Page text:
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I would like to give credit where credit is due. Videos are from YouTube and other sources such as NicoNico while Oricon rankings and other information are translated from the Japanese Wikipedia unless noted.

Friday, August 21, 2020

Eri Hayakawa (Atsuko Nina) -- City


I've been wanting to write about this rarity for a while now. In fact, I've already dabbled into Atsuko Nina's(二名敦子)"City" album from 1981, although this hadn't been released under that second stage name. It was actually put out under Nina's first stage name of Eri Hayakawa(早川英梨). A year ago, I wrote about the first track, the mellow City Pop "Metamol City"(メタモル・シティ).


Thankfully, I was able to encounter a number of the tracks via YouTube so the first one up is "Last Typhoon"(ラスト タイフーン)created by lyricist Yoshiko Miura(三浦徳子)and composer Ken Sato(佐藤健). This is a fun and bouncy number that enjoys its West Coast AOR roots, and I'd think that American TV theme master Mike Post may want to nod in approval.


"You Move Me!" has a striking intro and overall arrangement which brings some memories of disco and Bee Gees and perhaps even Rod Stewart when he was into the genre. I could easily envisage ladies in their day-glo outfits and roller skates snapping their fingers and swiveling their hips to this number although perhaps the tempo is a little slower. The same duo of Miura and Sato were responsible for "You Move Me" as well.


"Plastic Lady"(プラスティック・レディ)takes things into different territory that's more mindful of late 1970s Junko Yagami(八神純子)and Keiko Maruyama(丸山圭子). It's got some of that Latin jazz to be heard in a swanky nightclub and I think Hayakawa even channels some of those two chanteuses' vocals. Daisuke Inoue(井上大輔)was responsible for the melody while Yukari Ito(砂東由加利)provided the lyrics, although from the kanji, I don't think this is the famous kayo singer here.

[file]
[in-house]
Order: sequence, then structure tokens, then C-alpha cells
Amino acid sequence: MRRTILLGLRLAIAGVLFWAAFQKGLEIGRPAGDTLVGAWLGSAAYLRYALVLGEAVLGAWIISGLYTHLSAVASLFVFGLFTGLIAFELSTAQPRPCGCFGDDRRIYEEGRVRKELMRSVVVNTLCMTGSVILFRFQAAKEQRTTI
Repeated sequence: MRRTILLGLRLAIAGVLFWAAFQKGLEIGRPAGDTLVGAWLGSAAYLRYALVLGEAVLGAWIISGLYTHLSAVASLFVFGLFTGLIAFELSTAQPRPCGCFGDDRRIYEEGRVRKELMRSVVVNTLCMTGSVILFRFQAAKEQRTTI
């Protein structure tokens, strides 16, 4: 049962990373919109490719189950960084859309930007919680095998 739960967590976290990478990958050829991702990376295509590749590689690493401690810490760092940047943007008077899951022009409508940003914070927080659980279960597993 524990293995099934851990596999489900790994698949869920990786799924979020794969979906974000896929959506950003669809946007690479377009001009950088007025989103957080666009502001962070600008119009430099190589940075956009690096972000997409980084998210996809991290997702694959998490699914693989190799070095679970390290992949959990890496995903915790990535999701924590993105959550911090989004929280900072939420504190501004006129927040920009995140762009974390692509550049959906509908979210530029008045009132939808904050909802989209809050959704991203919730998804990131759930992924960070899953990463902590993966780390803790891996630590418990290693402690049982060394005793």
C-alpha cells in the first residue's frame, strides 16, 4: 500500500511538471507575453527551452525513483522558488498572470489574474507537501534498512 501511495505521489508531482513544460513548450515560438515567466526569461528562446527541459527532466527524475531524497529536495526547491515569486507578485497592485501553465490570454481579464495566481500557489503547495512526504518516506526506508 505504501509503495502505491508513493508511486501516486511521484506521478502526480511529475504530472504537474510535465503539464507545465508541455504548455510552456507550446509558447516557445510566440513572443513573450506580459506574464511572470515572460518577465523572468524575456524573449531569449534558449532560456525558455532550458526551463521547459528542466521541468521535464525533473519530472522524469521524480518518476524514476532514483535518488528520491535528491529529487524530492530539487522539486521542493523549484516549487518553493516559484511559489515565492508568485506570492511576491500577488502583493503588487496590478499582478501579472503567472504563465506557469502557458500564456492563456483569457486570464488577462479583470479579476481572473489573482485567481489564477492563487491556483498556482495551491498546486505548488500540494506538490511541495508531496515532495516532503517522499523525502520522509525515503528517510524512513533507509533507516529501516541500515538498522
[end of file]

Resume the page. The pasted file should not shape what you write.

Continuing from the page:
"Dramatic Good Night"(ドラマティック・グッドナイト)sounds like a date ending on a very happy note with some lingering thoughts of happiness before bedtime. It speeds by at a nice clip and picks up some country and even a Boz Scaggs riff along the way. It's quite the City Pop couple behind this one: Tomoko Aran(亜蘭知子)on lyrics and Tetsuji Hayashi(林哲司)on music, but ultimately it's perhaps not the strongest track on "City".


The final one I will tackle here is "Sorry" which first impresses me with that down-home City Pop beat popularized by Akira Terao(寺尾聡)in his "Reflections" album from the same year. Written once again by Ito and composed by Casey Rankin, that combination of electric guitar and keyboards at points reminds me of Airplay and again I get some of that Yagami delivery in Hayakawa's vocals, especially in the refrain.

The original release of "City" was entirely arranged by Tsugutoshi Goto(後藤次利). Meanwhile, the remastered version also contains a couple of bonus tracks in the form of the A and B sides of Hayakawa's 1979 debut single "Sasowarete Natsu"(誘われて夏)with the B-side being "Yurenagara Futari"(ゆれながら二人...A Swaying Couple). It looks like Tower Records was responsible for that re-release but alas, currently "City" is not taking any online orders. However, you can listen to the full album right here.

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